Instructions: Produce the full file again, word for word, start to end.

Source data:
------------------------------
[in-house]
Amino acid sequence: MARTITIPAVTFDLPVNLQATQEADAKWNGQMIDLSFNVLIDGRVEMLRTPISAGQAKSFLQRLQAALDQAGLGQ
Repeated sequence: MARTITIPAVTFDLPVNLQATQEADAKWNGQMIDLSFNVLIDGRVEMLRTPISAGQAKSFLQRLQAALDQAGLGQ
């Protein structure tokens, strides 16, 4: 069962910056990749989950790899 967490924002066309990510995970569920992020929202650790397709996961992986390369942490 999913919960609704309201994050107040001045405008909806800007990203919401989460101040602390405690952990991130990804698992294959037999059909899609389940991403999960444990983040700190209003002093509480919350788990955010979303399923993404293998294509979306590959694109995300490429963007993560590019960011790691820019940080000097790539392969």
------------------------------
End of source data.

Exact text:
[in-house]
Amino acid sequence: MARTITIPAVTFDLPVNLQATQEADAKWNGQMIDLSFNVLIDGRVEMLRTPISAGQAKSFLQRLQAALDQAGLGQ
Repeated sequence: MARTITIPAVTFDLPVNLQATQEADAKWNGQMIDLSFNVLIDGRVEMLRTPISAGQAKSFLQRLQAALDQAGLGQ
């Protein structure tokens, strides 16, 4: 069962910056990749989950790899 967490924002066309990510995970569920992020929202650790397709996961992986390369942490 999913919960609704309201994050107040001045405008909806800007990203919401989460101040602390405690952990991130990804698992294959037999059909899609389940991403999960444990983040700190209003002093509480919350788990955010979303399923993404293998294509979306590959694109995300490429963007993560590019960011790691820019940080000097790539392969």